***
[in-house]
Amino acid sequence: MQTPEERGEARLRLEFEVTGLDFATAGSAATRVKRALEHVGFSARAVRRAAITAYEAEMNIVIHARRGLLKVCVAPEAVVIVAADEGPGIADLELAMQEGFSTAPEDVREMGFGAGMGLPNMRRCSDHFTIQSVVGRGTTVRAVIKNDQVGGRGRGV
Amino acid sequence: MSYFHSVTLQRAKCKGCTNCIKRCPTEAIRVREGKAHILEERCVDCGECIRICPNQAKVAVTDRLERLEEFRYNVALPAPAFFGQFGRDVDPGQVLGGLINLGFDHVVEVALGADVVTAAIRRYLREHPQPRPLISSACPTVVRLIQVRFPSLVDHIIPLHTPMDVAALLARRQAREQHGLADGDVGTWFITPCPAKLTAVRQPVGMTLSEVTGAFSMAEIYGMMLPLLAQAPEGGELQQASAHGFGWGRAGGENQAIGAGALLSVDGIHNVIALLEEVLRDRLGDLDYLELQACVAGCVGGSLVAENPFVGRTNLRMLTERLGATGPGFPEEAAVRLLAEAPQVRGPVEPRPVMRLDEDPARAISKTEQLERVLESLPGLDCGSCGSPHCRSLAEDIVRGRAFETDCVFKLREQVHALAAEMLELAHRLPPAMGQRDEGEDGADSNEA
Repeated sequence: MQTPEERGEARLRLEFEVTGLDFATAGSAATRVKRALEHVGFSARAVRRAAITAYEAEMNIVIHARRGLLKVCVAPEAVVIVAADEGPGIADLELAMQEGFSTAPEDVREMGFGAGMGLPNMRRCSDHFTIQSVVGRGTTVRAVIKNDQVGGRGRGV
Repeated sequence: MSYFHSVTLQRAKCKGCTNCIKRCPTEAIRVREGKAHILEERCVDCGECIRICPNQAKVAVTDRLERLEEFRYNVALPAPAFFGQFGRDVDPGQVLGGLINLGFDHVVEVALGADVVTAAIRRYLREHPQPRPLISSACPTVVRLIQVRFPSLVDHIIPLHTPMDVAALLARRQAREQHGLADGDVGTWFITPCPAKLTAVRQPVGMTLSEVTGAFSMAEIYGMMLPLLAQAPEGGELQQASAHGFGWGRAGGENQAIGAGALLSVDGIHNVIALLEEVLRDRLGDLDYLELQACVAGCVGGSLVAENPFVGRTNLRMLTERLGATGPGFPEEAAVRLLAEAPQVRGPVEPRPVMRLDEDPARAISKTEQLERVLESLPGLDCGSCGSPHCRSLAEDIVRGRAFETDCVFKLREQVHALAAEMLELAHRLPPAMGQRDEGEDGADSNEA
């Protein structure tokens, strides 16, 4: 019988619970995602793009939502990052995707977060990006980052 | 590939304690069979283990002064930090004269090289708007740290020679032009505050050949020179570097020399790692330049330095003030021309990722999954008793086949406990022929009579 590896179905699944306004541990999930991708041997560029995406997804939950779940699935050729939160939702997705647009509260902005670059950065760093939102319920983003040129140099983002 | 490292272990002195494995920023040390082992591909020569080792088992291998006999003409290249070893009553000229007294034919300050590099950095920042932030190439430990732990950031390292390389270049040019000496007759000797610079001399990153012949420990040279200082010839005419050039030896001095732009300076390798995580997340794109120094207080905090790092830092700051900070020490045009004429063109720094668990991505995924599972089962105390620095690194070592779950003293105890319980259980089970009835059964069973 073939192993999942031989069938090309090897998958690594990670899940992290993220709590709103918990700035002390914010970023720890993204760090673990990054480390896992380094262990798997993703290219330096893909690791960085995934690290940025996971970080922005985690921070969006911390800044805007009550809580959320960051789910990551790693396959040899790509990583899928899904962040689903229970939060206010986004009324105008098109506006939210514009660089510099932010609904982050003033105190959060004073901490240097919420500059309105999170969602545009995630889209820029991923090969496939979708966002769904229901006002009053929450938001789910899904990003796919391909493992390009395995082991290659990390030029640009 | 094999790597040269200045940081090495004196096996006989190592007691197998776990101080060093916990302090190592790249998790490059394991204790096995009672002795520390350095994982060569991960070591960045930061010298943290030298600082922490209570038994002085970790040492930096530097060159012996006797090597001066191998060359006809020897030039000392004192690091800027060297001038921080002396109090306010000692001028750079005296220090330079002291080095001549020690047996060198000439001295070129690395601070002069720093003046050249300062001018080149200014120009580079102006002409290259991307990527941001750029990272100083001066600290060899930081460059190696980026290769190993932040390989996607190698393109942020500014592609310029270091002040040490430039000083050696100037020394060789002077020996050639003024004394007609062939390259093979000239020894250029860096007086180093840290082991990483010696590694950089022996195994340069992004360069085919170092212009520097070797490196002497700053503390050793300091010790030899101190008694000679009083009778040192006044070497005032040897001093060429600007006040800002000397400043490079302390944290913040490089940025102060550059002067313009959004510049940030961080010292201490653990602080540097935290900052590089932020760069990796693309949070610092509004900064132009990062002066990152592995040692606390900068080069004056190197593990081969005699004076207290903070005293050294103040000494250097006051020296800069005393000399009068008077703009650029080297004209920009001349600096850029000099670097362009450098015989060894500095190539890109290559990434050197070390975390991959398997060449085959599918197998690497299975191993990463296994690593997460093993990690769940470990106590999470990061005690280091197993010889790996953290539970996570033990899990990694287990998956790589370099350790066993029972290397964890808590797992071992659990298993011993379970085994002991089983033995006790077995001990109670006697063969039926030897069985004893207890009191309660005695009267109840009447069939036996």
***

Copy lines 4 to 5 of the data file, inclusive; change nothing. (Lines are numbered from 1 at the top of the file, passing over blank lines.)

Repeated sequence: MQTPEERGEARLRLEFEVTGLDFATAGSAATRVKRALEHVGFSARAVRRAAITAYEAEMNIVIHARRGLLKVCVAPEAVVIVAADEGPGIADLELAMQEGFSTAPEDVREMGFGAGMGLPNMRRCSDHFTIQSVVGRGTTVRAVIKNDQVGGRGRGV
Repeated sequence: MSYFHSVTLQRAKCKGCTNCIKRCPTEAIRVREGKAHILEERCVDCGECIRICPNQAKVAVTDRLERLEEFRYNVALPAPAFFGQFGRDVDPGQVLGGLINLGFDHVVEVALGADVVTAAIRRYLREHPQPRPLISSACPTVVRLIQVRFPSLVDHIIPLHTPMDVAALLARRQAREQHGLADGDVGTWFITPCPAKLTAVRQPVGMTLSEVTGAFSMAEIYGMMLPLLAQAPEGGELQQASAHGFGWGRAGGENQAIGAGALLSVDGIHNVIALLEEVLRDRLGDLDYLELQACVAGCVGGSLVAENPFVGRTNLRMLTERLGATGPGFPEEAAVRLLAEAPQVRGPVEPRPVMRLDEDPARAISKTEQLERVLESLPGLDCGSCGSPHCRSLAEDIVRGRAFETDCVFKLREQVHALAAEMLELAHRLPPAMGQRDEGEDGADSNEA